We all know that one of the biggest obstacles to electric car adoption is the long, often overnight recharge time. But Nissan claims that they've created a new charging system that'll fill up your car (Nissan would undoubtedly prefer to say "your Leaf") in only ten minutes--not much different than a regular trip to the Earth-killing pump.
AFP reports that Nissan, working with Japan's Kansai University, has come up with a breakthrough in electric charging tech. Details are scarce at best--Nissan isn't clarifying anything to reporters--but here's what's been reported: "The breakthrough reportedly came by changing the electrode inside a capacitor from carbon to tungsten oxide and vanadium oxide to improve power."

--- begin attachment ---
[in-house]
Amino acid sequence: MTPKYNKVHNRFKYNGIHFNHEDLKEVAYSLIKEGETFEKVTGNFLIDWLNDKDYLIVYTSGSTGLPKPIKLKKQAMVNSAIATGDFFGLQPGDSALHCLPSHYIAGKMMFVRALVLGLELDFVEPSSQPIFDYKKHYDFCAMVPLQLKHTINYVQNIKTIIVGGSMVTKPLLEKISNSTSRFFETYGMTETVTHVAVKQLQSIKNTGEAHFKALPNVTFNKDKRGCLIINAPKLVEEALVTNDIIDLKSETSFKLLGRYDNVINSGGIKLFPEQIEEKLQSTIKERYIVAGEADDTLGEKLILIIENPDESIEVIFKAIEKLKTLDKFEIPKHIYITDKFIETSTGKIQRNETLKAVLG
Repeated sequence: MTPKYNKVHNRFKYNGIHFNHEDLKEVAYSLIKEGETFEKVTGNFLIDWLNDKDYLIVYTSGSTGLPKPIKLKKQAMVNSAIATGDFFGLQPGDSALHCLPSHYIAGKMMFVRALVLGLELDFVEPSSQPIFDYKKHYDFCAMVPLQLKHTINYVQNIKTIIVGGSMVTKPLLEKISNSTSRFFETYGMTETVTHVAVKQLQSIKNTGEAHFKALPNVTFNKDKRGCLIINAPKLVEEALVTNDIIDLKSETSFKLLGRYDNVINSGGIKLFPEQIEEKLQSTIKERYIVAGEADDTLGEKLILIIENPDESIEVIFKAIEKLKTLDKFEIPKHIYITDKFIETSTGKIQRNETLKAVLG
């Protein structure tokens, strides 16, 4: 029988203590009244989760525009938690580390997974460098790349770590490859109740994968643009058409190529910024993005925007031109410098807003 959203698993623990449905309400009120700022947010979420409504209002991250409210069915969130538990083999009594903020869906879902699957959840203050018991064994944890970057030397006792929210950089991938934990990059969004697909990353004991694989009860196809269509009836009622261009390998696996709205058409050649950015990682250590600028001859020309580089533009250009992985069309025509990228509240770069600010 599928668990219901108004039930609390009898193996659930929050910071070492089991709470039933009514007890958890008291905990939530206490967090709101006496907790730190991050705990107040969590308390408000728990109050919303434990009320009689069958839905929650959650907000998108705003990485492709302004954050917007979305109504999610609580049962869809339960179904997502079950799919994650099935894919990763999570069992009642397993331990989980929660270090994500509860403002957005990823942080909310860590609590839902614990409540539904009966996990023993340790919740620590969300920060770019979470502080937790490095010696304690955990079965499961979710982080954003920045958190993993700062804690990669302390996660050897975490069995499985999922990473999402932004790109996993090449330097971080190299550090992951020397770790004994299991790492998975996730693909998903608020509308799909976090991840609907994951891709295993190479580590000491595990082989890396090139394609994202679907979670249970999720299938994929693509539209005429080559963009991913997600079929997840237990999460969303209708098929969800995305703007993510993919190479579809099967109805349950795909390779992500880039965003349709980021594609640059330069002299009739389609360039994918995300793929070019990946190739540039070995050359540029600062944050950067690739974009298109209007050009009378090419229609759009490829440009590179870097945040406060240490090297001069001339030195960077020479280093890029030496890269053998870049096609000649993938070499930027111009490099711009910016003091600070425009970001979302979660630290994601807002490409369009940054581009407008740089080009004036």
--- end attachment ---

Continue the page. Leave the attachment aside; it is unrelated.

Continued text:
There's a lot missing from that, obviously. Something may have gotten fouled up in translation--we suspect they meant "battery" rather than "capacitor"--but what it sounds like is that Nissan has come up with a new battery tech that uses tungsten oxide and vanadium oxide rather than carbon. The general bottleneck in reducing charging time isn't in the charger or the amount of power that can be pumped into batteries, but rather in the frailty of the batteries themselves--the cells can't handle too much current at once. So a new battery technology that can cope with a very high amount of energy without degradation could conceivable allow that kind of super-fast charging.
But with details this scant, and a note that the tech could take "a decade" to make its way to consumers, we're not going to claim this is any kind of magic pill for the electric car industry. Still, it certainly seems to be positive movement towards faster charging--there's no doubt that a ten-minute charge time would do an awful lot to endear electric cars to consumers.
[via NY Daily News]
Five amazing, clean technologies that will set us free, in this month's energy-focused issue. Also: how to build a better bomb detector, the robotic toys that are raising your children, a human catapult, the world's smallest arcade, and much more.